Isaac Julien’s America
Jessica Silverman Gallery is pleased to present “Isaac Julien’s America,” a solo show of new and historic works about the struggle for freedom and equality in a globalized world. The show is inspired by three pioneers: Frederick Douglass, an ex-slave, orator and the most photographed man of the nineteenth century; Matthew Henson, the African-American explorer who discovered the North Pole; and Angela Davis, the radical feminist and former Black Panther turned social justice activist. The photographic works in the exhibition interrogate and “creolize” the genres of portraiture, landscape, costume drama and Blaxploitation film. Together, they explore an imaginary country with expansive borders, a cluster of historical subcultures that are united by their desire for pride and self-possession, a diaspora vision that seeks to infiltrate contemporary America’s sense of itself.
Julien’s perspective on America has its roots in long personal letters written by his grandfather, who lived in Brooklyn, NY, to his mother, who resides in London, England. Throughout his childhood, Julien’s St Lucian parents regularly discussed the prospect of re-uniting with family and pursuing a better life by migrating to North America. However, the artist didn’t end up stepping foot on American soil (or meeting a grandparent) until he was 24 years old when he attended an independent film conference in Manhattan. Since 1984, Julien has lived in the US on and off and, in 1989, set Looking for Langston in Harlem.
Conversation between Isaac Julien & Sarah Thornton was shot on March 14, 2020, by Dana Morrison and edited by Adam Finch. Opening reception: Friday, March 13, 6-8pm
Lessons of the Hour (2019) re-imagines significant moments in the life and work of Frederick Douglass. Created in consultation with Professor Celeste-Marie Bernier, the work is informed by three prophetic speeches by Douglass – “What to the Slave is the 4th of July?,” “Lecture on Pictures” and his final talk, “Lessons of the Hour.” Shot in Washington, D.C., England and Scotland, Lessons of the Hour has an intriguingly ambiguous geography and features a range of historical figures committed to human rights, including: J.P. Ball, the African-American photographer; Anna Murray and Helen Pitts, Douglass’ wives; Anna and Ellen Richardson, the English Quaker sisters who purchased Douglass’s freedom; and Susan B. Anthony, the suffragist who was his longtime friend.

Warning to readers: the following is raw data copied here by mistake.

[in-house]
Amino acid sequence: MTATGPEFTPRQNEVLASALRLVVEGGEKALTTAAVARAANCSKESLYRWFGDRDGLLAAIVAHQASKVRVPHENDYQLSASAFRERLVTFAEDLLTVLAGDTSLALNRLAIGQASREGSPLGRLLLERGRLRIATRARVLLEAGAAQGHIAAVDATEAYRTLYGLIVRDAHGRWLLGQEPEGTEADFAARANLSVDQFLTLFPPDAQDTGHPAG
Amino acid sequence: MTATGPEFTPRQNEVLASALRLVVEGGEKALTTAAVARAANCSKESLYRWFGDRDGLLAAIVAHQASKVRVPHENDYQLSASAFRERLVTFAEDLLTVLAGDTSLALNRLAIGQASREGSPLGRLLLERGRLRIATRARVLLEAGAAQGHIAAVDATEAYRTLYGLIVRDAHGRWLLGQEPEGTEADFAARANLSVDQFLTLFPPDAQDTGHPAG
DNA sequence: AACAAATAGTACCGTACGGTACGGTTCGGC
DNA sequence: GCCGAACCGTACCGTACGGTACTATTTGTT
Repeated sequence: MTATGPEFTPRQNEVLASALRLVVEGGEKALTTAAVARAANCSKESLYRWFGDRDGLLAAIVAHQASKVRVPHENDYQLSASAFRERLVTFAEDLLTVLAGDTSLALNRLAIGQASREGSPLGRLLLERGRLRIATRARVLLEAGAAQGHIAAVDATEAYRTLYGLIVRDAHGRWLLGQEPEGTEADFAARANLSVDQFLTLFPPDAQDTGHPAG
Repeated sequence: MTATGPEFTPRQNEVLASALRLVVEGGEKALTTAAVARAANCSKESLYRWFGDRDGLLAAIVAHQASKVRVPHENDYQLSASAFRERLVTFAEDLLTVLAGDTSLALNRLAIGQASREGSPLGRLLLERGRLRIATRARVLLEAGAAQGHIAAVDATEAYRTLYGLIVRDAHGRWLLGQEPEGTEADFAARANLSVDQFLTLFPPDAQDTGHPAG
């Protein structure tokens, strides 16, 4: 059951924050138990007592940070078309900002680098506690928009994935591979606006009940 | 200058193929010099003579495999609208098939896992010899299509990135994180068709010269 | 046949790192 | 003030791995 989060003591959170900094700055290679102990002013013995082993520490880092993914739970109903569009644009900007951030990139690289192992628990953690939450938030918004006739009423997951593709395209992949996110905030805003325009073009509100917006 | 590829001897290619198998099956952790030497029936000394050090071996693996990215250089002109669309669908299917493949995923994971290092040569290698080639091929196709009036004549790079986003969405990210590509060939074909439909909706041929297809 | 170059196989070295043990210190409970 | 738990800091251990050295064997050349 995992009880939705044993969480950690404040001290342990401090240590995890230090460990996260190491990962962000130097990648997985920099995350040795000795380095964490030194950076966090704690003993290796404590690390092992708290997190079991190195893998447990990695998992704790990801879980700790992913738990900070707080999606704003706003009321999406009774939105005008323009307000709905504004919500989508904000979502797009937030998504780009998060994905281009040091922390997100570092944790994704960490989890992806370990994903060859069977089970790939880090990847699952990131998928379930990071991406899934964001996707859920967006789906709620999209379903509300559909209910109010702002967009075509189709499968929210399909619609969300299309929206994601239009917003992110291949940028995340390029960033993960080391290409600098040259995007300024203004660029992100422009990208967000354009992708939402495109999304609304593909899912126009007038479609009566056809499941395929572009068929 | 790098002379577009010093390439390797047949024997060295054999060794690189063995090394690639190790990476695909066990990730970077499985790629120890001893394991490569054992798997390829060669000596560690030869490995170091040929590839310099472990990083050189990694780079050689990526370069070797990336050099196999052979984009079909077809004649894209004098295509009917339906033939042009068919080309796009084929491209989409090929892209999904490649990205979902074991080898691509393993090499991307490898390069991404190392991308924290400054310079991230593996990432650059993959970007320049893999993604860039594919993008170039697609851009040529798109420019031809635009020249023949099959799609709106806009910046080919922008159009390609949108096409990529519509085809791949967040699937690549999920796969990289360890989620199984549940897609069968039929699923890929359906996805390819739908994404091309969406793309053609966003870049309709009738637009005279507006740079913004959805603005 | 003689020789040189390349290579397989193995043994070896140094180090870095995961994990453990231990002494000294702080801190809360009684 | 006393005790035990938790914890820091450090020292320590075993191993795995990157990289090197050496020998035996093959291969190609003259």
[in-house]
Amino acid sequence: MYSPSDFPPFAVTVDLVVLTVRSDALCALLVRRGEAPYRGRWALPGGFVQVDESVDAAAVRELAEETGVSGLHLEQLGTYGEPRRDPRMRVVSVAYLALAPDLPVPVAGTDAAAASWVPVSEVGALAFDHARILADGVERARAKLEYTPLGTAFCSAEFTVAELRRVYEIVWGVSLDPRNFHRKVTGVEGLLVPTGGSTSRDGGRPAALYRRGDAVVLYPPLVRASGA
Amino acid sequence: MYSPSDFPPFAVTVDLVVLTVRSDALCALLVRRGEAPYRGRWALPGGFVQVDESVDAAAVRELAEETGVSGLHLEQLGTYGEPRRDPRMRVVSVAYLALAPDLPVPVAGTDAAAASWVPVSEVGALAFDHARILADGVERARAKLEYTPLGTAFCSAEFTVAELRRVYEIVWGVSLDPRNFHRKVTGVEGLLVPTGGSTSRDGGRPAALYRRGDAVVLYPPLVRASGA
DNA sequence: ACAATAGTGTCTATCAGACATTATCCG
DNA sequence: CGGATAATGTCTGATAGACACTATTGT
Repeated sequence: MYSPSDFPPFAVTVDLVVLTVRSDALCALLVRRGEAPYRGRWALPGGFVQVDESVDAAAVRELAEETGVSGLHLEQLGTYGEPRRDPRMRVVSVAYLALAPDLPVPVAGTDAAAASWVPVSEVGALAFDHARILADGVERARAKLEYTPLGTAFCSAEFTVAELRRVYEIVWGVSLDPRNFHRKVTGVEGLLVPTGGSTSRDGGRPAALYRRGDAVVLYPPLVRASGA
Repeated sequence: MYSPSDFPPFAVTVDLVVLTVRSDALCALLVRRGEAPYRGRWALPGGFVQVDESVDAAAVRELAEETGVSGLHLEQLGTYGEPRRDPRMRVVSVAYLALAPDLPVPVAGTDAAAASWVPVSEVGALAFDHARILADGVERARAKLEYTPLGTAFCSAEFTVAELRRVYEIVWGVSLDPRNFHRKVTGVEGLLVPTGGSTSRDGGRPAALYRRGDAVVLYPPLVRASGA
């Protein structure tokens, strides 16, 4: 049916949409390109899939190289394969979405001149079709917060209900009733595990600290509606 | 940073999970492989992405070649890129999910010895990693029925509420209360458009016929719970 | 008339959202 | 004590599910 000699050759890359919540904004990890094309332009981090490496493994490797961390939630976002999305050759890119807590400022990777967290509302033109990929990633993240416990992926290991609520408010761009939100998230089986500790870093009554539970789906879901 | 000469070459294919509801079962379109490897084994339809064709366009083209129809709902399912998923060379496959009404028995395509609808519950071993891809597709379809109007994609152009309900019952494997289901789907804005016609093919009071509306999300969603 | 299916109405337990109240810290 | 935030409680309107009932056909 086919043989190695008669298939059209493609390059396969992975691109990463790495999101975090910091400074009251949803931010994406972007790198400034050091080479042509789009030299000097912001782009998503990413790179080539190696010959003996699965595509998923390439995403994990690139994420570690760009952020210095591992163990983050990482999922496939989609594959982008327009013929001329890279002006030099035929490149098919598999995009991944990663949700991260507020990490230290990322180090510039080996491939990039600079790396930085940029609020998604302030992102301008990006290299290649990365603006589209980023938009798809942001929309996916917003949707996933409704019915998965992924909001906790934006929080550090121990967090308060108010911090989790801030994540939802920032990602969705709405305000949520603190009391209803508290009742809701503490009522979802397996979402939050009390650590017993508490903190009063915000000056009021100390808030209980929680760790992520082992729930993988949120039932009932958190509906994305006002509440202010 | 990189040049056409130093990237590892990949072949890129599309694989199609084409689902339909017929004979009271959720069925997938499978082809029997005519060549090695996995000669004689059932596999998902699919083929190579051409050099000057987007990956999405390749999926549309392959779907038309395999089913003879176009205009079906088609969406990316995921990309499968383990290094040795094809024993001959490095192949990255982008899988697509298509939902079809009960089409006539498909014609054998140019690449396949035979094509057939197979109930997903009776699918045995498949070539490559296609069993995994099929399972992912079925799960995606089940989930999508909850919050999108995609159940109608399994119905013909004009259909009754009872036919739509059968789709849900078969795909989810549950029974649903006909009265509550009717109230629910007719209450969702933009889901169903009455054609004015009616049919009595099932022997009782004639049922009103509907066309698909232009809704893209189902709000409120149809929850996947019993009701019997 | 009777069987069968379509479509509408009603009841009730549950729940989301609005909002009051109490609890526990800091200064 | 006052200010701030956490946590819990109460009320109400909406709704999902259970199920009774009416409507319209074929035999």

“Isaac Julien’s America” also features small black-and-white tintypes, titled Lyrics of Sunshine and Shadow after a poem by Paul Laurence Dunbar, one of the first African-American writers to acquire an international reputation, who Douglass once described as “the most promising colored man in America.” Lessons of the Hour is also comprised of a ten-screen film installation, which premiered at Memorial Art Gallery in Rochester, New York, and will open at the McEvoy Foundation for the Arts in San Francisco in late 2020.
True North (2004) is a mediation on the sublimity of diaspora, loosely inspired by the story of the black American explorer, Matthew Henson, who went to the North Pole with Robert Peary and four Inuit and later wrote an account of his experience. In this body of work, black faces are set against white snow in the midst of a vast landscape and an endless journey. The trek is both existential, universally human as well as political and community-specific. Sisyphus, who can never escape Hades, meets the slave, who has a chance of fleeing the South. Or the Book of Job meets Booker T. Washington's Up from Slavery (1901). In many cases, the role of the intrepid explorer is occupied by an Amazonian beauty or noble warrior, a gender shift that begs many questions.
Julien’s Baltimore (2003) was shot outside in the city’s streets and inside three of its museums – the National Great Blacks in Wax Museum, the Peabody Library and the Walters Art Museum. These works pay homage to the style, language and iconography of 1970s Blaxploitation films (particularly Melvin Van Peebles’ 1971 classic, Sweet Sweetback’s Badassss Song) and offer surreal allegories of race, class and cultural history. The project bears witness to Julien’s desire to “put the future, the past, and the present in the same time frame” and to see beauty in Afrocentric culture.
One of the Baltimore photographs features a waxwork of Ida B. Wells, a journalist and black suffragette who led an anti-lynching crusade in the 1890s, which has been transported two miles from the Great Blacks in Wax Museum to one of the Baroque rooms of the Walters Art Museum. Julien creates an amusingly unconventional image wherein the viewer looks over the shoulder of Ida, whose gaze is directed at a painting of the naked white torso of Saint Paul the Hermit.